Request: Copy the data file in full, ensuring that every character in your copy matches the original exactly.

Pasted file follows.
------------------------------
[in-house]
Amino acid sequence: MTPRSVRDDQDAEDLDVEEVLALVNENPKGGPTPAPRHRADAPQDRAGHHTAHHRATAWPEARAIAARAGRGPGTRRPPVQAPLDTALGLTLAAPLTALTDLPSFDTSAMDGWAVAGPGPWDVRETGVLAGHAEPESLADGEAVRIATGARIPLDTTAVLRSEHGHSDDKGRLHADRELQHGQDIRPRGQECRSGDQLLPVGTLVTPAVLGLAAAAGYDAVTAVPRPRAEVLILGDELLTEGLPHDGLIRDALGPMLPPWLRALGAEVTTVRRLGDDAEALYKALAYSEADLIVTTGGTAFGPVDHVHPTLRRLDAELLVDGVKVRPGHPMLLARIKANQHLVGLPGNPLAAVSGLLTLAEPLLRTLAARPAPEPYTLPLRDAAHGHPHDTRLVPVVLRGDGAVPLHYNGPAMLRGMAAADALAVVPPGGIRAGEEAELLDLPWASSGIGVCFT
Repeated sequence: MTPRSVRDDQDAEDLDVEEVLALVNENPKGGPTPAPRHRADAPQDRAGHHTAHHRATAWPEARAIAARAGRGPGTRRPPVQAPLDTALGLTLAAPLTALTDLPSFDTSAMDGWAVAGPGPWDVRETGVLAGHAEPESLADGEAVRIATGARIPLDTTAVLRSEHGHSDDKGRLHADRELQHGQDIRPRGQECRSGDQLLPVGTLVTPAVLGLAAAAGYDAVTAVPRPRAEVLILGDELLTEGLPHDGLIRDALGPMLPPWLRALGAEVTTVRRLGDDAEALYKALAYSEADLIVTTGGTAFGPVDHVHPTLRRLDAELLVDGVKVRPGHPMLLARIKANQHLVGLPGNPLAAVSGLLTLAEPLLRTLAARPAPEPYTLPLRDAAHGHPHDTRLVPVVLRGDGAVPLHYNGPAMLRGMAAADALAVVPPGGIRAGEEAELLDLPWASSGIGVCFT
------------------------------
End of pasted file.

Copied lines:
[in-house]
Amino acid sequence: MTPRSVRDDQDAEDLDVEEVLALVNENPKGGPTPAPRHRADAPQDRAGHHTAHHRATAWPEARAIAARAGRGPGTRRPPVQAPLDTALGLTLAAPLTALTDLPSFDTSAMDGWAVAGPGPWDVRETGVLAGHAEPESLADGEAVRIATGARIPLDTTAVLRSEHGHSDDKGRLHADRELQHGQDIRPRGQECRSGDQLLPVGTLVTPAVLGLAAAAGYDAVTAVPRPRAEVLILGDELLTEGLPHDGLIRDALGPMLPPWLRALGAEVTTVRRLGDDAEALYKALAYSEADLIVTTGGTAFGPVDHVHPTLRRLDAELLVDGVKVRPGHPMLLARIKANQHLVGLPGNPLAAVSGLLTLAEPLLRTLAARPAPEPYTLPLRDAAHGHPHDTRLVPVVLRGDGAVPLHYNGPAMLRGMAAADALAVVPPGGIRAGEEAELLDLPWASSGIGVCFT
Repeated sequence: MTPRSVRDDQDAEDLDVEEVLALVNENPKGGPTPAPRHRADAPQDRAGHHTAHHRATAWPEARAIAARAGRGPGTRRPPVQAPLDTALGLTLAAPLTALTDLPSFDTSAMDGWAVAGPGPWDVRETGVLAGHAEPESLADGEAVRIATGARIPLDTTAVLRSEHGHSDDKGRLHADRELQHGQDIRPRGQECRSGDQLLPVGTLVTPAVLGLAAAAGYDAVTAVPRPRAEVLILGDELLTEGLPHDGLIRDALGPMLPPWLRALGAEVTTVRRLGDDAEALYKALAYSEADLIVTTGGTAFGPVDHVHPTLRRLDAELLVDGVKVRPGHPMLLARIKANQHLVGLPGNPLAAVSGLLTLAEPLLRTLAARPAPEPYTLPLRDAAHGHPHDTRLVPVVLRGDGAVPLHYNGPAMLRGMAAADALAVVPPGGIRAGEEAELLDLPWASSGIGVCFT